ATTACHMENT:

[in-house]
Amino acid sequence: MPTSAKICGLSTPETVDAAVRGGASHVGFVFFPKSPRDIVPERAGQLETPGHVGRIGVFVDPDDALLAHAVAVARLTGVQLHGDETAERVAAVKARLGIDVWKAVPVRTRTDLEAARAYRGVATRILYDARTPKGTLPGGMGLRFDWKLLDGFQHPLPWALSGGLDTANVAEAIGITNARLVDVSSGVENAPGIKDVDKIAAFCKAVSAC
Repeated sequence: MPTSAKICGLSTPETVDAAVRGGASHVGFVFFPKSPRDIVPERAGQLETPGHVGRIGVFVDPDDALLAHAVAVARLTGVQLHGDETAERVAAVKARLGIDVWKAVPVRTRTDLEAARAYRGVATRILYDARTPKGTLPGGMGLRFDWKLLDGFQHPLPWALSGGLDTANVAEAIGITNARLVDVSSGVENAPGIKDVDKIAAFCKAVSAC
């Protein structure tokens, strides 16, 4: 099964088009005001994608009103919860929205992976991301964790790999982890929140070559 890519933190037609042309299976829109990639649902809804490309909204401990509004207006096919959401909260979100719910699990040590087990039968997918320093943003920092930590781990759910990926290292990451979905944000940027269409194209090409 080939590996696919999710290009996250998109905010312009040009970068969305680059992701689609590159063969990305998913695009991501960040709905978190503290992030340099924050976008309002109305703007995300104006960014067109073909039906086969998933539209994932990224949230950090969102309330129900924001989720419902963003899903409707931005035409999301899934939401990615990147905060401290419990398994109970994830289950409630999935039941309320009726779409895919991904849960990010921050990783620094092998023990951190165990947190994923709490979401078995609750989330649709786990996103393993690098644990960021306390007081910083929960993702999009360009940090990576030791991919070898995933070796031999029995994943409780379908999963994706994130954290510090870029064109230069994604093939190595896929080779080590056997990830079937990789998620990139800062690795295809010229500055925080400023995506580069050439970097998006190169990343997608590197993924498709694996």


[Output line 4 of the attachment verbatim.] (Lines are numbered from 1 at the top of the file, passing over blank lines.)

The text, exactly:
């Protein structure tokens, strides 16, 4: 099964088009005001994608009103919860929205992976991301964790790999982890929140070559 890519933190037609042309299976829109990639649902809804490309909204401990509004207006096919959401909260979100719910699990040590087990039968997918320093943003920092930590781990759910990926290292990451979905944000940027269409194209090409 080939590996696919999710290009996250998109905010312009040009970068969305680059992701689609590159063969990305998913695009991501960040709905978190503290992030340099924050976008309002109305703007995300104006960014067109073909039906086969998933539209994932990224949230950090969102309330129900924001989720419902963003899903409707931005035409999301899934939401990615990147905060401290419990398994109970994830289950409630999935039941309320009726779409895919991904849960990010921050990783620094092998023990951190165990947190994923709490979401078995609750989330649709786990996103393993690098644990960021306390007081910083929960993702999009360009940090990576030791991919070898995933070796031999029995994943409780379908999963994706994130954290510090870029064109230069994604093939190595896929080779080590056997990830079937990789998620990139800062690795295809010229500055925080400023995506580069050439970097998006190169990343997608590197993924498709694996």